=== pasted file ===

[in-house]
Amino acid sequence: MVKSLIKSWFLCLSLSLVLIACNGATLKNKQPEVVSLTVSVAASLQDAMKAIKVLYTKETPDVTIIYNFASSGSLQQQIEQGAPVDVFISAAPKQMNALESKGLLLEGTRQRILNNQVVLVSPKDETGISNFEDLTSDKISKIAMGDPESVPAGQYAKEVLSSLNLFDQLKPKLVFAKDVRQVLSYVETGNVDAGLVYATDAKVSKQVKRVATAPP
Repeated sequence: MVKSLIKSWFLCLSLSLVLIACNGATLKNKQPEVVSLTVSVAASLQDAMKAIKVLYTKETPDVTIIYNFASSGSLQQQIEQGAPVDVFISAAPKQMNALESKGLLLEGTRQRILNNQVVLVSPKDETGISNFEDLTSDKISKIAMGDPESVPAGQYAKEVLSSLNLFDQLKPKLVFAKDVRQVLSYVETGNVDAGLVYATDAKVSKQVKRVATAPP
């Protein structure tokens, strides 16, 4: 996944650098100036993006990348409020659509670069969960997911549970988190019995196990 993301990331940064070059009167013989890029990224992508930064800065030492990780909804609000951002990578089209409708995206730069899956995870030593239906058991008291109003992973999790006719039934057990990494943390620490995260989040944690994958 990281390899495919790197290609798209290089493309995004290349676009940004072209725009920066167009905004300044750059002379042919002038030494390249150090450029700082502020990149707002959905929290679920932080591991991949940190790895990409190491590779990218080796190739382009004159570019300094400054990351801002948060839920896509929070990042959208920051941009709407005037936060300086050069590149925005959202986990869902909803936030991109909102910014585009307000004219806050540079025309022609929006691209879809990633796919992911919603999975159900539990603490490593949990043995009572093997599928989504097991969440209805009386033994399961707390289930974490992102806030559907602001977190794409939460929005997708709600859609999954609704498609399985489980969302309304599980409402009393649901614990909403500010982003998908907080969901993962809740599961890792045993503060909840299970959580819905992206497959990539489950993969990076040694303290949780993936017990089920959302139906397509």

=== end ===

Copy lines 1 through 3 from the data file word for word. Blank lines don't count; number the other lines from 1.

[in-house]
Amino acid sequence: MVKSLIKSWFLCLSLSLVLIACNGATLKNKQPEVVSLTVSVAASLQDAMKAIKVLYTKETPDVTIIYNFASSGSLQQQIEQGAPVDVFISAAPKQMNALESKGLLLEGTRQRILNNQVVLVSPKDETGISNFEDLTSDKISKIAMGDPESVPAGQYAKEVLSSLNLFDQLKPKLVFAKDVRQVLSYVETGNVDAGLVYATDAKVSKQVKRVATAPP
Repeated sequence: MVKSLIKSWFLCLSLSLVLIACNGATLKNKQPEVVSLTVSVAASLQDAMKAIKVLYTKETPDVTIIYNFASSGSLQQQIEQGAPVDVFISAAPKQMNALESKGLLLEGTRQRILNNQVVLVSPKDETGISNFEDLTSDKISKIAMGDPESVPAGQYAKEVLSSLNLFDQLKPKLVFAKDVRQVLSYVETGNVDAGLVYATDAKVSKQVKRVATAPP